For the past 65 years Australia’s most prestigious literary prize, The Miles Franklin Award has shone a light on some of the country’s most talented writers.
Although it has also courted its fair share of controversy and dramas akin to a salacious reality television program.
In honour of the announcement of the prize’s 2022 shortlist of nominated books, the Vision Australia Library takes a look back at some of the proud highs and embarrassing lows of the award.
The books available in the Vision Australia Library are highlighted and linked.
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About the award
The Miles Franklin Literary Award was established by feminist, and author of My Brilliant Career, Stella Maria Sarah Miles Franklin. First presented in 1957, the Award celebrates novels of the highest literary merit that tell stories about Australian life.
Plagiarism and fraud
This year’s award has already been plagued a plagiarism scandal. The Dogs by John Hughes was removed from the longlist after it was discovered that parts of his book had been copied from iconic novels including The Great Gatsby and Anna Karenina. You can read more about his at the Guardian here.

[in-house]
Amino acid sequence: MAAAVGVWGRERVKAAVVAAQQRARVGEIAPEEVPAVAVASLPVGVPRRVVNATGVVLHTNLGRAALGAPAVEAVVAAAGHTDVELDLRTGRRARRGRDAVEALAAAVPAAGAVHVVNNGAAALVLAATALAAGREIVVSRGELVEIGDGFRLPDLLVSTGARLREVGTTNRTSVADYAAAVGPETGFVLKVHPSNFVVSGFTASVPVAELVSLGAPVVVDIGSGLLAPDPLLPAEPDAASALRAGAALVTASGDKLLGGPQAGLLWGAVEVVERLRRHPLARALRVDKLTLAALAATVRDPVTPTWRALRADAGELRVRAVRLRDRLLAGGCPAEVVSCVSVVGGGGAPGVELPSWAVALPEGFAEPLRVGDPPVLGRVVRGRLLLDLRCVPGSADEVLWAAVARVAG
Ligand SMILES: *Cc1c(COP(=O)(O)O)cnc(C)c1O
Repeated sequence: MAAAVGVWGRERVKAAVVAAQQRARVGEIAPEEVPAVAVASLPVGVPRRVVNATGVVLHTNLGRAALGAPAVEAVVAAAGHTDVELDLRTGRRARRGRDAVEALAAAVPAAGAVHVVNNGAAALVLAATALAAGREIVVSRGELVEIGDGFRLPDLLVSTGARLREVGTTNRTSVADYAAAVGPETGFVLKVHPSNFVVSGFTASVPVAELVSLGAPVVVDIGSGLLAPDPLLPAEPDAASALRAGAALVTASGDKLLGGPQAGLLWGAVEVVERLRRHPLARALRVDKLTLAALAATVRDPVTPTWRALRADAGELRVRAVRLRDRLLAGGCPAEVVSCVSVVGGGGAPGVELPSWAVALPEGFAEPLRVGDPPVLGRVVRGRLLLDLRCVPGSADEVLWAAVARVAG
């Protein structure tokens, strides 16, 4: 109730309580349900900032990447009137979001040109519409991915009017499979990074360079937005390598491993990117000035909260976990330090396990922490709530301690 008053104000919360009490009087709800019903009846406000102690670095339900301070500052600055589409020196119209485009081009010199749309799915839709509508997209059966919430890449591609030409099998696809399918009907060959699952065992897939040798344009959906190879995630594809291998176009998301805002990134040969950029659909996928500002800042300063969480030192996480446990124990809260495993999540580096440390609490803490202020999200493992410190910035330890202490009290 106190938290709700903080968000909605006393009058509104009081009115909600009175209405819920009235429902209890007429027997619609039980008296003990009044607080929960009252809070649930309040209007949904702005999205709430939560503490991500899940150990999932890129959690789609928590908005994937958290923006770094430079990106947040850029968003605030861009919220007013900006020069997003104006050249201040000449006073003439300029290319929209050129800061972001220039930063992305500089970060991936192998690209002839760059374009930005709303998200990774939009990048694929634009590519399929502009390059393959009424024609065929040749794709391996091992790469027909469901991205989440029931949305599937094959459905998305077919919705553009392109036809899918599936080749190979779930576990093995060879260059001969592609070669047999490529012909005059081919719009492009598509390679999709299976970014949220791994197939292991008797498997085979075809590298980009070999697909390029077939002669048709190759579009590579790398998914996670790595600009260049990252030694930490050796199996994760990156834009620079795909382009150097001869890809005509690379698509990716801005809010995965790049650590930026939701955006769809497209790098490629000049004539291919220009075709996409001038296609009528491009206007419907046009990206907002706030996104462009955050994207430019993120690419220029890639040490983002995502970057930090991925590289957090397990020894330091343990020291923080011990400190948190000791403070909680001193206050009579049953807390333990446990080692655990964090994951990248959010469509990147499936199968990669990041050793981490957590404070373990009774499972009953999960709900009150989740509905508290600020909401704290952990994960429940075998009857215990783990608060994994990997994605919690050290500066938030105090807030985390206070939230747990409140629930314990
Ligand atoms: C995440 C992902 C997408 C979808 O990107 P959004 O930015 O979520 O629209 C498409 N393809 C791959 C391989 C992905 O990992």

However, the most major scandal in the prize’s history was in 1994 and Helen Demidenko’s book The Hand That Signed the Paper.
At age 22, she was the prize’s youngest winner. It came to light that she not only falsified her claims as a Ukrainian author, the source material from interviews with her family, but her name which was in fact Darville.
Not Australian enough
Due to the award parameters that insist that nominated works must “present life in Australia in any of its phases”, there has been some resulting controversy as to what exactly that could entail.
Ironically, it took 43 years for an Aboriginal writer to win the award, even though there’s a proud history of Aboriginal Australian novelists writing about their country.
In 1979 Christopher Koch's The Year of Living Dangerously was deemed ineligible as it was set in Indonesia.
Patrick White won the inaugural award in 1957 with his novel Voss.
Presented by then Prime Minister Robert Menzies, White was visibly underwhelmed and in subsequent years was scathing toward the prize and the prize winners.
First woman to win
Thea Astley was both the first woman to win the award and, at the time of her death, had won more Miles Franklin’s that than other writer*
First Indigenous writer
Alexis Wright was the first Aboriginal women to win the award, in 2007 for Carpentaria.
Melissa Lucashenko won in 2019 for Too Much Lip.
And Tara June Winch in 2020 for The Yield.
Have you read any Miles Franklin award winners and loved it? You can recommend a book to your fellow library members with the library’s Reader Recommended. Call 1300 64 46 56 or email [email protected]